Monday, 16 March 2015

Mathew 6:9-13 by Susan L.

  I've been doing a lot of thinking about the Lord's Prayer. It's not been anything concrete, just random musings over the meaning and significance of those few words. It struck me that most of the time I say it without truly leaning into the incredible seriousness and joy the prayer contains. It  rattles off the tongue so fast there isn't time to think on what is being said. This prayer was learned in school before it was banned and like all things familiar and repetitive, it has lost its significance over time. It's a shame because it is an incredibly powerful prayer that contains every single aspect of what being a Christian is about.
  Yesterday at church, the video teaching was on that exact subject. Much of what was taught mirrored my own rather vague ideas.
  I thought I'd do something a bit different by breaking down the prayer to help cement its heart into my own. This is merely a preliminary sketch.
  "Our Father". First of all, as yesterdays teaching said, this identifies Who we are praying to so there is no interference. For myself, it speaks of belonging. God, the Father, is ours and we are His. Forever!
  "In heaven". We need to put the address like mailing a letter that way it doesn't land in another father's mailbox. There's only One who could hear us.
  "Hallowed be Your name." He is our most holy One, above all, Beloved, Pure beyond human understanding.  Like grains of sand on a beach the name of God is infinite. He is far more than Father. Creator and Provider. That's something I'd like to explore in more detail: the names of God.
  "Your kingdom come." I had thought it might mean a call to speed the day the Lord Jesus returns. That's is part of it. It's also an intercessory prayer against the forces of evil who are bound and determined to keep us from our Lord.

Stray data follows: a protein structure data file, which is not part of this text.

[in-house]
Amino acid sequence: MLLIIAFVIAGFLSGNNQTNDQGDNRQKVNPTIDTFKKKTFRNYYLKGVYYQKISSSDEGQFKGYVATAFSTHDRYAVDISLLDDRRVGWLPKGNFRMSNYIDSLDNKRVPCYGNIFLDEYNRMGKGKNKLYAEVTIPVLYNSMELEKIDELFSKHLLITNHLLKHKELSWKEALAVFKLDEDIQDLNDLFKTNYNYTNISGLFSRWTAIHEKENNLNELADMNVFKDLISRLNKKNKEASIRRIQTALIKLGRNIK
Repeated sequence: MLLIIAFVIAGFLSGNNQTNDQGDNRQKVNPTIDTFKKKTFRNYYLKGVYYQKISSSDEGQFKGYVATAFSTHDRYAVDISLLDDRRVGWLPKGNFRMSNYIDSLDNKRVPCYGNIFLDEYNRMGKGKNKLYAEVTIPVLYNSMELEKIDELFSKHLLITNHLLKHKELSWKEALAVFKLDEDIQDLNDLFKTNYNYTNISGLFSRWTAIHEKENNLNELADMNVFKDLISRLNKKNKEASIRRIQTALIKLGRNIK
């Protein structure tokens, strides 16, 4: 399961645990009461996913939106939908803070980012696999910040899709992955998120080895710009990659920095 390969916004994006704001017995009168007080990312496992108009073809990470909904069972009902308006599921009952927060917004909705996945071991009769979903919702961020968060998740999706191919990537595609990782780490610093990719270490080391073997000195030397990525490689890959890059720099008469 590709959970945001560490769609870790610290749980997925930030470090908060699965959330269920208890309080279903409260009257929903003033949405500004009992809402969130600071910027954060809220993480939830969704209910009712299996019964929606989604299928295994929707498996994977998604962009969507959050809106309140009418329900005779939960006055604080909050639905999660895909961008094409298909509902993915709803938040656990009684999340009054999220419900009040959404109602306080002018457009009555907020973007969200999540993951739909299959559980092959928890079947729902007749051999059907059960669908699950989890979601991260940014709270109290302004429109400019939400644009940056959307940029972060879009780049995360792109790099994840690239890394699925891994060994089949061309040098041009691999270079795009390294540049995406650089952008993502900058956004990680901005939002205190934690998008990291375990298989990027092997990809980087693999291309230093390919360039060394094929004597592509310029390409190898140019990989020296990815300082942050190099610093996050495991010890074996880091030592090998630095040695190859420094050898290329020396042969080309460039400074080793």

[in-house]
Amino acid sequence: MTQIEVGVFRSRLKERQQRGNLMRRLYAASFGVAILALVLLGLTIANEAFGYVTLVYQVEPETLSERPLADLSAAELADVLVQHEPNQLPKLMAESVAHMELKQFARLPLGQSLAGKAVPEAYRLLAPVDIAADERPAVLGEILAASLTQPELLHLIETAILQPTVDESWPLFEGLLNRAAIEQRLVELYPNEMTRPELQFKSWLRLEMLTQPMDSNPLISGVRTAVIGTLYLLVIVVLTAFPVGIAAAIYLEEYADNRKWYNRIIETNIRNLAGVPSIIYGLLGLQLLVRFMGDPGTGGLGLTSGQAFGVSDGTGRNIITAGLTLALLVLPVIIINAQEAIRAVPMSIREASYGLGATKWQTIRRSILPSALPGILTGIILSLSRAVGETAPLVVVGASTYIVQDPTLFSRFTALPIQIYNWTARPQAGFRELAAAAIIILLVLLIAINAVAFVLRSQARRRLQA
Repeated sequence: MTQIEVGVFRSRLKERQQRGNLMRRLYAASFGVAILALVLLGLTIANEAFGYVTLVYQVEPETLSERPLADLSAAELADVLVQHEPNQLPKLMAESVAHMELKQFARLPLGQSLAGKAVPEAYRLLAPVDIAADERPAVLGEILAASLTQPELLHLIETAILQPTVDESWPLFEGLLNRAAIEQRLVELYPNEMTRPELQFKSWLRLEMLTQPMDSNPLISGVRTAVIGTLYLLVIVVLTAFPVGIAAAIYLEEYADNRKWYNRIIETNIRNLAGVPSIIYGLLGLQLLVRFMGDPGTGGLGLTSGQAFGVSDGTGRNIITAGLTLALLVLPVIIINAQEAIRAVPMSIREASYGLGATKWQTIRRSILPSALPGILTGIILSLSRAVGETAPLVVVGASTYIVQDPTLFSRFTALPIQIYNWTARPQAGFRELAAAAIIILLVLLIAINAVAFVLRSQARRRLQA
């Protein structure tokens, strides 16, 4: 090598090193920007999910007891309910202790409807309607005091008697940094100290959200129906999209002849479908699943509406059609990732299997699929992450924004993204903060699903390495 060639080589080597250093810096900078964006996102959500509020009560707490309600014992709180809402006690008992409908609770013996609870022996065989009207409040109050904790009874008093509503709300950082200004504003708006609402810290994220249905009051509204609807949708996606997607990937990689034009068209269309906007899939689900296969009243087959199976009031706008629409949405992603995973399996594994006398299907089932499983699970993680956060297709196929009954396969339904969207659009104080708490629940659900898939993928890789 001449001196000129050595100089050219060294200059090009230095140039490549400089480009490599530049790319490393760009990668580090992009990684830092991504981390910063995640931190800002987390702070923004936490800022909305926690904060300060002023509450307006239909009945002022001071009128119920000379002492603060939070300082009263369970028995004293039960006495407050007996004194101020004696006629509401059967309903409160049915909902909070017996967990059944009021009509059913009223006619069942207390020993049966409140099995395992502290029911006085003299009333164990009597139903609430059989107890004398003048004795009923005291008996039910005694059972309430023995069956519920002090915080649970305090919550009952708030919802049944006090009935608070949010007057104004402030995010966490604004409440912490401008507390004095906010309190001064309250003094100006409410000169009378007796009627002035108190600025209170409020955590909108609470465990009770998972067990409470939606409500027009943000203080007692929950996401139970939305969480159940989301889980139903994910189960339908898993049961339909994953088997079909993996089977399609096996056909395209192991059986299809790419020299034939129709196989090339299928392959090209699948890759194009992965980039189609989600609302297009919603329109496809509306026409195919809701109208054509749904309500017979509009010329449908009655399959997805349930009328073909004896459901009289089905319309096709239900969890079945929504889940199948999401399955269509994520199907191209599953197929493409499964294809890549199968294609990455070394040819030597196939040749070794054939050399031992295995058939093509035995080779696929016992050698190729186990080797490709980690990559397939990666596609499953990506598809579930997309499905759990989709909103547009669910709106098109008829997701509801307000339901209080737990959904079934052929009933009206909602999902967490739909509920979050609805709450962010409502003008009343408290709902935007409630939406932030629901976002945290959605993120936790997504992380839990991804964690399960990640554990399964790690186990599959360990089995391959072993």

"Your will be done." That's a biggy. And I pray, help me set aside that which would keep me apart from You. Help me surrender to the tender leading of the Holy Spirit. Help me hear His voice. I desire with all my heart that Your will for my life be the path I choose.
  "On earth as it is in heaven." There would be nothing that separates us from Jesus. What else? This line confirms that heaven is a real place that is way better than this earth we labour on.
  "Give us this day our daily bread." This doesn't mean just PBJ's for lunch. And I pray, feed my soul, my spirit, my life with a daily dose of Your presence. Oh...It's a gift! We don't have to do anything to earn this feast except ask.
  "And forgive us our debts, as we forgive our debtors." Repentance and forgiveness. The King James version uses the word trespasses instead of debt. It's a reminder that we are to forgive others as Jesus sacrifice on the Cross allows us to be forgiven our sins. It's a reminder that we can hurt others just as we've been hurt. It edifies compassion, grace, and love.
   "And do not lead us into temptation, but deliver us from the evil one." And I pray, help me be strong in face of temptation or anything that would try to separate me from my Father, my Saviour, and the Holy Spirit. It also acknowledges our foe is very real and that particular being is focused completely on our destruction. In Christ, he has no power.
  "For Yours is the Kingdom and the power and the glory forever." I give it all back to You, my Lord. May every aspect of who You created me to be: creative, determined, and capable and Your gifts of righteous anger, passion, gentleness, gratitude, patience, trust and faith be used to glorify You. (That's my own celebratory list of ten!)
  You are the Author of my destiny. Glory and praise to God above.
  I'm open to more thoughts on the Lords Prayer. Please feel free to comment.

3 comments:

  1. In our Anglican "Book of Alternative Services" one line has been changed quite a bit. "Lead us not into temptation" has been changed to "Save us from the time of trial". To me, the original line implies I need to pay attention but the latter implies that God will guard me.

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  2. Beautiful thoughts. Meditating on the Word is a wonderful life giving action to do. Some say they don't know how to meditate, but I heard that if you can murmur or worry, you can meditate. It is basically the same thing. Thanks for sharing.

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  3. Thank you both for commenting. Definitely food for thought.

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